“In some ways that’s going to be the most important strategic goal for our institution over the coming years,” Fowlie says, “to really work with the industry as a whole to center filmmakers first, to think about how we can create a space that is primarily developed to support their creative needs.”

The Points North Pitch session has become one of the festival’s signature events, a public forum where “six teams of early- and mid-career filmmakers” get the chance to pitch their documentary projects before a supportive yet intimidating panel of industry heavyweights (Poh Si Teng of ABC News Studios, Noland Walker of ITVS, and Jon-Sesrie Goff of the Ford Foundation were among the panelists this year). Fellows get useful feedback and, if they’re really fortunate, a lead on potential funding or distribution.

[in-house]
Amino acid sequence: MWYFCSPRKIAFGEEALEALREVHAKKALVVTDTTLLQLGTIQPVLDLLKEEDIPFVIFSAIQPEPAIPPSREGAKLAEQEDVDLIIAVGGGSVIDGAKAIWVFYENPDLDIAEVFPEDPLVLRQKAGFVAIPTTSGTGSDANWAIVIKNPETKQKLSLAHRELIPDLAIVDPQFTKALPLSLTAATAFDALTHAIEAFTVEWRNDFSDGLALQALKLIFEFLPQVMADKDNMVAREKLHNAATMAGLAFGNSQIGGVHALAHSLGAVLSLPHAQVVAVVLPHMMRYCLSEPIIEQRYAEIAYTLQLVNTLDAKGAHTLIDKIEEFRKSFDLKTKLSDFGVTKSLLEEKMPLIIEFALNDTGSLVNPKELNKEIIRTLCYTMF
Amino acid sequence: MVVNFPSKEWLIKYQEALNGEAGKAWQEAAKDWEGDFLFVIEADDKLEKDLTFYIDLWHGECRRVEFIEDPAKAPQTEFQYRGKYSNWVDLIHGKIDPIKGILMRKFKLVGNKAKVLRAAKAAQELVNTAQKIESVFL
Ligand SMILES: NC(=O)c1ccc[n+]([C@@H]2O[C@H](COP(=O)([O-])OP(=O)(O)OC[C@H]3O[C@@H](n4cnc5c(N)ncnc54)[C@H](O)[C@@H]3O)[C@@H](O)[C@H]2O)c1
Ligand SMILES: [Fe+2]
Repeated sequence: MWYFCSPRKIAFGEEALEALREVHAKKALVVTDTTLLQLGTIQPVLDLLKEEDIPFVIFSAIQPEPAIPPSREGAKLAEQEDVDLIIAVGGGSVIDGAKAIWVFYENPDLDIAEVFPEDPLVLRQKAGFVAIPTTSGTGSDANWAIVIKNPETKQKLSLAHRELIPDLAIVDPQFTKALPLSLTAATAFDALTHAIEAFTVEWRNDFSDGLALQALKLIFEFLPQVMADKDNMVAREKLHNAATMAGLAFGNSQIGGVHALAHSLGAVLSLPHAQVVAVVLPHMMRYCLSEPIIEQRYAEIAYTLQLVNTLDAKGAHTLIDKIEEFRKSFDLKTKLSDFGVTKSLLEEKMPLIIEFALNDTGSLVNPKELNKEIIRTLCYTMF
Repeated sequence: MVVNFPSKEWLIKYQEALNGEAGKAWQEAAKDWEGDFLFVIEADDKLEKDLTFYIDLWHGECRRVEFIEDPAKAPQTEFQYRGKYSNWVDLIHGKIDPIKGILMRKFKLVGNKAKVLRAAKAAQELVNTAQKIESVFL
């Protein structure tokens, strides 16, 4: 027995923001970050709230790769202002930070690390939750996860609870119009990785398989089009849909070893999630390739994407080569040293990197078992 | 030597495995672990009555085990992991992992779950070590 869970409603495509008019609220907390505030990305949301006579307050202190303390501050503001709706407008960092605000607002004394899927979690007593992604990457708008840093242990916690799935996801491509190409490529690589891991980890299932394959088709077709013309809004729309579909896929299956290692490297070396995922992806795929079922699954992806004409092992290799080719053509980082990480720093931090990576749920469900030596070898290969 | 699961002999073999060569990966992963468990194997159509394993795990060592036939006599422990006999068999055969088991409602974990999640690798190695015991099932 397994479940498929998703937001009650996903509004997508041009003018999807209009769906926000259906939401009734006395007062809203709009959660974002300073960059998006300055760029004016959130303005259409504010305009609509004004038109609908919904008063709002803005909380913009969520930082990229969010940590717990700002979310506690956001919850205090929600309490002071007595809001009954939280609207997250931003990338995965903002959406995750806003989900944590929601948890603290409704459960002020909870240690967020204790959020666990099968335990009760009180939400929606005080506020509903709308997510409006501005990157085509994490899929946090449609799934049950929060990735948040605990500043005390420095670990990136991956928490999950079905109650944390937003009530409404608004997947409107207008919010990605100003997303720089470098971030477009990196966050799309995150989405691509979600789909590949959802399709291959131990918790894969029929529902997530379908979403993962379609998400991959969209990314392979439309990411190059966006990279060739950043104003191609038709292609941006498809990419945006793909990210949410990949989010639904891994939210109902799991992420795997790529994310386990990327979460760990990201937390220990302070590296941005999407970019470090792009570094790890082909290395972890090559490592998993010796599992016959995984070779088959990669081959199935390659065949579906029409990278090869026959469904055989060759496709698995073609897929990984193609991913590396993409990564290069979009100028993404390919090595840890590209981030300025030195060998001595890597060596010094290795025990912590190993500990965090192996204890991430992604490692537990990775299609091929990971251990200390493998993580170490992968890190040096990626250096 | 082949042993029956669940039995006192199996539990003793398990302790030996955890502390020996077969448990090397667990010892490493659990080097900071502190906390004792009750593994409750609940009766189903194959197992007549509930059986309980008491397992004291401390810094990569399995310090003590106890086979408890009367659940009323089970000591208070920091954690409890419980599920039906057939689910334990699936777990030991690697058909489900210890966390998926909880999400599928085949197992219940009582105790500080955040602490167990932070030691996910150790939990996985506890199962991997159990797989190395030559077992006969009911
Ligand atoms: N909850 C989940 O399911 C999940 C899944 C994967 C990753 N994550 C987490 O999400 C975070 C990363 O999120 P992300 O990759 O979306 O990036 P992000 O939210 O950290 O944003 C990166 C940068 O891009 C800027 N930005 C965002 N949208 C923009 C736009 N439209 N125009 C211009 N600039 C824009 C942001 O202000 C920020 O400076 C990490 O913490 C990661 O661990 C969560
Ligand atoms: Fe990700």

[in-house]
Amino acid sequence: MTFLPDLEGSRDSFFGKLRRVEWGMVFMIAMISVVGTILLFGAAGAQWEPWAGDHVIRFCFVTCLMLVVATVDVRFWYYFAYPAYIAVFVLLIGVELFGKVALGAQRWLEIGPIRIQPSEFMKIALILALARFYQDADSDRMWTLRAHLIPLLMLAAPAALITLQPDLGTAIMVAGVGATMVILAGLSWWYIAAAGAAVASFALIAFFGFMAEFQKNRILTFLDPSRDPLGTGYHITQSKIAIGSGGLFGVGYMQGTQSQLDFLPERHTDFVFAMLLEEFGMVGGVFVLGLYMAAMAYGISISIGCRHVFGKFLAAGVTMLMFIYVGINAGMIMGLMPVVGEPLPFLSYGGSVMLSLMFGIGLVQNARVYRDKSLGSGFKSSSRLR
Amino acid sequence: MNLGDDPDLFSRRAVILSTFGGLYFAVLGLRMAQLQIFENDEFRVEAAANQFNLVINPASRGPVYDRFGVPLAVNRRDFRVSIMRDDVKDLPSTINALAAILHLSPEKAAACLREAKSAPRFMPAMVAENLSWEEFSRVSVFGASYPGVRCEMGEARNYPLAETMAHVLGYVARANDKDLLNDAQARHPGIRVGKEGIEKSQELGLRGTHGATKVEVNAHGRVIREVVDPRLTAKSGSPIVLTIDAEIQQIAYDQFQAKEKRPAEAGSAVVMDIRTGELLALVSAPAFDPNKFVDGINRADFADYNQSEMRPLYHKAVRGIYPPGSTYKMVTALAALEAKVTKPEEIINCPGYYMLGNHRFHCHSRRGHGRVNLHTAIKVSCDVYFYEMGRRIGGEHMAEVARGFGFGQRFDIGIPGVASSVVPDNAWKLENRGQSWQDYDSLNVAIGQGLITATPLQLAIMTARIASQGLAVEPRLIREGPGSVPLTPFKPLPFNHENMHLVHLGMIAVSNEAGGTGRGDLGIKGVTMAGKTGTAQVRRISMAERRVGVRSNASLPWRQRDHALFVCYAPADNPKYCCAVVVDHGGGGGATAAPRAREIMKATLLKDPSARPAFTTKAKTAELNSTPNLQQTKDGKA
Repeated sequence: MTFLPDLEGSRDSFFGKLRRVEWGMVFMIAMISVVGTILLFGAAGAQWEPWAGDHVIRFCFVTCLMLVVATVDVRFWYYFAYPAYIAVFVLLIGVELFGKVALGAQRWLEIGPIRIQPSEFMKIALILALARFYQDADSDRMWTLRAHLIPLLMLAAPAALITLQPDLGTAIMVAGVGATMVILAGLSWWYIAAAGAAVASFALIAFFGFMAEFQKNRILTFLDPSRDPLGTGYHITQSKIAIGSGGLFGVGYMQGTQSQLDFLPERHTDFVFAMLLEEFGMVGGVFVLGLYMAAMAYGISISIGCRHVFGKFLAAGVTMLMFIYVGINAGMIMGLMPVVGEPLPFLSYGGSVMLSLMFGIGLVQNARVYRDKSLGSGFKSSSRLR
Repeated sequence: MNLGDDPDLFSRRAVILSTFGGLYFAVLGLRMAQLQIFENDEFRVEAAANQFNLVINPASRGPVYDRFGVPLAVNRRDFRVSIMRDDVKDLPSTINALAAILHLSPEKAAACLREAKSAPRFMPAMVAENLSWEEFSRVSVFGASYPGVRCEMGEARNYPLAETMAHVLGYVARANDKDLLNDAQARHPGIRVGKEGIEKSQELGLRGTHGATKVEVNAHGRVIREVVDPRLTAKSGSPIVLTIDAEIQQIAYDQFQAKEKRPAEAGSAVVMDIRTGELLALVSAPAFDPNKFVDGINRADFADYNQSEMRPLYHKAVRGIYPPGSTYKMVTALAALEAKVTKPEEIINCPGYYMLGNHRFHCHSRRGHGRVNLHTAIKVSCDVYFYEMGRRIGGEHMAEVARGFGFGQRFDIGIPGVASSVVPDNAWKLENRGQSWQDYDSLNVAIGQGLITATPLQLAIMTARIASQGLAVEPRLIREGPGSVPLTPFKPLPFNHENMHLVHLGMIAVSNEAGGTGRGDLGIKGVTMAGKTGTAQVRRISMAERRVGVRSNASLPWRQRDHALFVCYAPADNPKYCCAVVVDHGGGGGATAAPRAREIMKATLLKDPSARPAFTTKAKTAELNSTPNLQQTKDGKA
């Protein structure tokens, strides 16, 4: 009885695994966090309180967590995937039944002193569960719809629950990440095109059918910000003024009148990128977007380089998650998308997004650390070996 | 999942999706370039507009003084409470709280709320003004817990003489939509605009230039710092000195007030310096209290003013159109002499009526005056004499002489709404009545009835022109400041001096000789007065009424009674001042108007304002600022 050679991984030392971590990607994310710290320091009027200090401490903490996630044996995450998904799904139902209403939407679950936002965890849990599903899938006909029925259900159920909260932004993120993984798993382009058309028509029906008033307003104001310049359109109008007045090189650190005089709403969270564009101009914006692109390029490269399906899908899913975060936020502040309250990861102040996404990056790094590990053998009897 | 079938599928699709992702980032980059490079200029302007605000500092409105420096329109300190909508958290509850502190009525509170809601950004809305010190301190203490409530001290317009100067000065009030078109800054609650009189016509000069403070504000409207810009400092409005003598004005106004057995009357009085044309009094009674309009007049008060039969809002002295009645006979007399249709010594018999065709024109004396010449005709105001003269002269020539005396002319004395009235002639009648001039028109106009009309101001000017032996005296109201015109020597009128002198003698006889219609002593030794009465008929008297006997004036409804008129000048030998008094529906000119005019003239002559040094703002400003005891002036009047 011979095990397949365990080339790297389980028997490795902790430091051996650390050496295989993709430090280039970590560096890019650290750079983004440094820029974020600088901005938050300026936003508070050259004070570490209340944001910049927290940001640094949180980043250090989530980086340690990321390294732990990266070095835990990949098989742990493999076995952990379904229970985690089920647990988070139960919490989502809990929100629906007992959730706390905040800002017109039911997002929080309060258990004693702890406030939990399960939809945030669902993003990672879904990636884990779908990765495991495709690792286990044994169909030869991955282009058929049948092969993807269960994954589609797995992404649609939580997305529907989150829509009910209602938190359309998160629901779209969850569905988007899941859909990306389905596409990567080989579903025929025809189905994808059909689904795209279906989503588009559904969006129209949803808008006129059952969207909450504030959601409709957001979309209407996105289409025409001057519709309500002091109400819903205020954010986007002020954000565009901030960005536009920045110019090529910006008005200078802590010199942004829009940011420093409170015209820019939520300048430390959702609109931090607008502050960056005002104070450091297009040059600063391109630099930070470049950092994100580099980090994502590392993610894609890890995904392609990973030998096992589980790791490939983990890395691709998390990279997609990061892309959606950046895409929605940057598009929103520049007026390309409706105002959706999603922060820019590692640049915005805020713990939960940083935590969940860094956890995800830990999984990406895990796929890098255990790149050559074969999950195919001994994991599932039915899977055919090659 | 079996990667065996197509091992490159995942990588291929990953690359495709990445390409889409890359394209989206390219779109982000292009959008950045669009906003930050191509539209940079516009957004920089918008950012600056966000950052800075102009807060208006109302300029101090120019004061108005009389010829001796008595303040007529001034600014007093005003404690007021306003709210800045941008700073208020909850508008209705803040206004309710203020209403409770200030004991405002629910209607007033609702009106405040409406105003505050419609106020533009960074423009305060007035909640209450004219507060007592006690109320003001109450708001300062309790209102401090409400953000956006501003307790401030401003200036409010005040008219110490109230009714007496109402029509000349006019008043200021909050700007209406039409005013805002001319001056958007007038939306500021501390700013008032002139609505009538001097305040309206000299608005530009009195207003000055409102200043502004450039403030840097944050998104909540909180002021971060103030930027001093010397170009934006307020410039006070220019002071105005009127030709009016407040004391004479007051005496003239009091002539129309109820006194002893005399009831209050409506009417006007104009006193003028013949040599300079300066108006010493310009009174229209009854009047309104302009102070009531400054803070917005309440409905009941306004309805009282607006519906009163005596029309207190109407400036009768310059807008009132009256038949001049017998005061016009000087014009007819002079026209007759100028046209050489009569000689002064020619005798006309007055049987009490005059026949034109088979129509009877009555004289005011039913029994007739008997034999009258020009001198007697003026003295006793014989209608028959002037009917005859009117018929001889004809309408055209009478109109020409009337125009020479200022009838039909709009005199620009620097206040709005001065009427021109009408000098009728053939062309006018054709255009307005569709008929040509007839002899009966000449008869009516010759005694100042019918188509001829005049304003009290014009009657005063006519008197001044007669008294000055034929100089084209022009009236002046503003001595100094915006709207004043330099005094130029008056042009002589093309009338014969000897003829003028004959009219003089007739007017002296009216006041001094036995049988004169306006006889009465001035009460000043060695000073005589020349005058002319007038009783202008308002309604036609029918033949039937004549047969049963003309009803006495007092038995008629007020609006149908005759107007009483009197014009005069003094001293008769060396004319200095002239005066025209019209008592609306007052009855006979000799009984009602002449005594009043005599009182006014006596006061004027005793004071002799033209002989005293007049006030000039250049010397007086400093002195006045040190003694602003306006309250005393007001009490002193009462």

Points North Pitch alum Alex Pritz returned to CIFF this year with his Oscar-contending National Geographic documentary The Territory.

“This festival was really important in our journey because I came to the pitching sessions here in 2019 when I didn’t know anybody,” he tells Deadline. “I met a couple of really key collaborators who helped fund parts of the project.”

The festival has a way of nurturing young talent and creating a space for attendees to form connections organically. Oscar nominated producer Kellen Quinn and award-winning director Luke Lorentzen met for the first at CIFF about six years ago and went on to collaborate on the acclaimed 2019 documentary feature Midnight Family. Milton Guillén, a Nicaraguan-born filmmaker and teacher, experienced the festival at many levels before becoming CIFF’s senior programmer.

“I am a child of this festival. I’ve been made in this festival. My first movie premiered here… I was in the artist fellowships that we have,” Guillén tells Deadline, adding that he made a plea to Fowlie and previous senior programmer Samara Chadwick to join the programming team. “I was like, ‘I love you guys so much. I need to be involved.’ So, I joined the screening committee and I put my heart into it. And then when Samara left, I was like, ‘Guys, I’m here for you. I want to do this.’”